- that Applied Sciences review these programs annually to ensure program content remains relevant and quality is consistent with SFU standards
At its subsequent meeting in October 2000, J. Waterhouse informed SCIA that the Dean of Applied Sciences had assured him that he will review the budget to ensure a better financial return to SFU.
- Proposed MOU with the Université de Nice — Sophia Antipolis
- Relationship with Monash University
- Number and Nature of MOUs Signed by SFU
- Faculty of Education’s Interest in a CIDA Project in Kosovo
- Proposed MOU with Nord Anglia Education PLC (Vietnam)
- Clarification of Terms of Reference and Responsibilities for SCIA and ISEC
- Vietnam Secondary Education Masterplan: Expression of Interest
Following a visit by R. Martin (International & Exchange Student Services), SFU was approached by the U de N in 1999 to establish a formal institutional relationship. Due diligence included separate visits to U de N by C. Jones (International Relations) and G. Poirier (French Department) while in Europe on other business, and discussions at SFU. U de N is strong in computing science, some of the pure sciences, engineering and informatics.
SCIA recommended that this MOU be signed.
C. Jones visited Monash in September 2000 while in Australia. The visit was reciprocated later that month when Ian Porter, Monash’s Advisor to the President on International Relations, visited SFU. Monash is interested in developing comprehensive relationships with one or two universities in North America. They want to explore SFU’s interest in being one of these universities. If we agree to develop such a relationship, Monash hopes we can begin by increasing student exchanges to 30 to 40 students per year.
P. McFetridge noted that lack of financial support for our students might limit SFU’s ability to reach these levels.
J. Waterhouse stressed this is an important issue. Too few of our students are involved in study abroad. He suggested SCIA might want to consider this issue more carefully in the future.
Discussions with Monash will continue.
J. Waterhouse noted the large number of MOUs signed by SFU, and questioned how active some of these relationships are, and how we determine which agreements to sign and when to extend or terminate them. J. Knockaert and C. Jones noted that for several years now SCIA has considered proposed agreements carefully, focusing on the quality of the partner institution, and whether substantive activities are likely to result. Efforts are made to avoid signing agreements that are unlikely to lead substantial and beneficial activity.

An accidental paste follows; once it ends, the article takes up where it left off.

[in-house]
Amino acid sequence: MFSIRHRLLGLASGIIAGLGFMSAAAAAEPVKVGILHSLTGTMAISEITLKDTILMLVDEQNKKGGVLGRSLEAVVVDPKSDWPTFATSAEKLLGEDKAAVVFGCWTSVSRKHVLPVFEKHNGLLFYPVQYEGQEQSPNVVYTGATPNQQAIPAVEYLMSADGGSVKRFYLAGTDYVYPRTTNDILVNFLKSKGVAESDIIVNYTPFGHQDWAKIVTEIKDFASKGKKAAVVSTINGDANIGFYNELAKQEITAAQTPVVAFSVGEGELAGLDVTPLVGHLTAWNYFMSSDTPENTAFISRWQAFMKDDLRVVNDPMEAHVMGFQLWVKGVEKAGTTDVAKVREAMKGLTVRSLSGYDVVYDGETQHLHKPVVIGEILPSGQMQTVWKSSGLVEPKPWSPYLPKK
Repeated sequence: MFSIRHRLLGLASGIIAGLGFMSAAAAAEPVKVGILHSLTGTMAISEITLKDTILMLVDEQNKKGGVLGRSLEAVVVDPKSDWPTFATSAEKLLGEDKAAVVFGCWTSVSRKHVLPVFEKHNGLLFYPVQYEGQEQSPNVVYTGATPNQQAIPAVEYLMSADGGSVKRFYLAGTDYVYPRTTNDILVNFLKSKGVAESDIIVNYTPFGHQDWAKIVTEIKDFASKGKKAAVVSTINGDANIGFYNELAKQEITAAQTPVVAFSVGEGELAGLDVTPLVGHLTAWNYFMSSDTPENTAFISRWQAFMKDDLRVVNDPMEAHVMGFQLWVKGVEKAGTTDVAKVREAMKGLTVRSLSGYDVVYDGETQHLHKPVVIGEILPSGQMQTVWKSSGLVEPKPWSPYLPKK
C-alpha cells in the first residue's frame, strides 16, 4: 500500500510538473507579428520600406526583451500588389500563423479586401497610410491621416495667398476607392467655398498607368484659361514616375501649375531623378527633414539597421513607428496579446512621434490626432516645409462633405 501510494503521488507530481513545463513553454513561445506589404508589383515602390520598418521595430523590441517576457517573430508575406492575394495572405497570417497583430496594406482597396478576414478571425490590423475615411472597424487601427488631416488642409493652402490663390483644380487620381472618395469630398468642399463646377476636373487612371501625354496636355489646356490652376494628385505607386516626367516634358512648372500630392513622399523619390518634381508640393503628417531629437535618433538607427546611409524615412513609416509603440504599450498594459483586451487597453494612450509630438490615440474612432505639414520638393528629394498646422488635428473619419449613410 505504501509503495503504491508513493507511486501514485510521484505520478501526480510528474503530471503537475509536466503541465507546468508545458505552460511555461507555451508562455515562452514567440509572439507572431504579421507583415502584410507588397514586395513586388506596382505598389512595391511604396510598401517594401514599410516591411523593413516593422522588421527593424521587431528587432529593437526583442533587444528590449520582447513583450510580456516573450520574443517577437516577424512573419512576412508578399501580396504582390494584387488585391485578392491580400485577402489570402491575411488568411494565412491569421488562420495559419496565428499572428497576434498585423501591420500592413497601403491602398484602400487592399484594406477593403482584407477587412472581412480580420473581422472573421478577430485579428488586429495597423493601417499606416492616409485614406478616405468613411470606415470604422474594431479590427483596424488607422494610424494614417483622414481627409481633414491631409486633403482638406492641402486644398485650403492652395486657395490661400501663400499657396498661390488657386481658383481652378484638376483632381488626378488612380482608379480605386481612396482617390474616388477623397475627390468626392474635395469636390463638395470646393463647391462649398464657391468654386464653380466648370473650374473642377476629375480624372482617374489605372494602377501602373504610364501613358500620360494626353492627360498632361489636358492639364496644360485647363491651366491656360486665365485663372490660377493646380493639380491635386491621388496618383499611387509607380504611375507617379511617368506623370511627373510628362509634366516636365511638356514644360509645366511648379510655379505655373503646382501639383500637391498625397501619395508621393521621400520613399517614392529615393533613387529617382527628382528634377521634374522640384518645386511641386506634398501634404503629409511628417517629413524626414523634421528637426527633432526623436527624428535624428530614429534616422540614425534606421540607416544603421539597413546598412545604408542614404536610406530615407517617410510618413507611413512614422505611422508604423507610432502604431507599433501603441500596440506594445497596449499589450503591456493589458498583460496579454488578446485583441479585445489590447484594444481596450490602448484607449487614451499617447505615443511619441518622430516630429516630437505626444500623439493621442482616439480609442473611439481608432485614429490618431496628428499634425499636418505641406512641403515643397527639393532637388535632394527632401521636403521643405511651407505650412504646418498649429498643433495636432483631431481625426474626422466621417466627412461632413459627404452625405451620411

At a subsequent SCIA meeting, a detailed inventory of active agreements was provided to SCIA. However, discussion by SCIA was deferred until International & Exchange Student Services and ISEC have completed a planned exercise to establish criteria for entering into, extending and terminating exchange agreements. This will be done early in 2001. This issue will then be brought back to SCIA for discussion.
McGill University has invited SFU to support them in their bid on a teacher training project in Kosovo. Education has identified faculty members who are interested in working on this project. McGill and the University of Alberta will be the lead institutions. University of Ottawa and SFU will play supporting roles. SCIA sought and received assurances that SFU’s participation would not adversely affect the delivery of programs to SFU students, and that the risks to project participants working in Kosovo are not unacceptably high.
SCIA supported a motion that our Faculty of Education participate in this project in a supporting role.
J. Knockaert explained that Nord Anglia had invited SFU to join them in submitting an Expression of Interest to conduct student tracer studies as part of the World Bank Higher Education Quality Improvement Project in Vietnam.
This opportunity was presented for SCIA as a good means of broadening SFU’s experience in Vietnam and of enhancing SFU’s prospects to be successful in its pursuit a teaching training project in that country.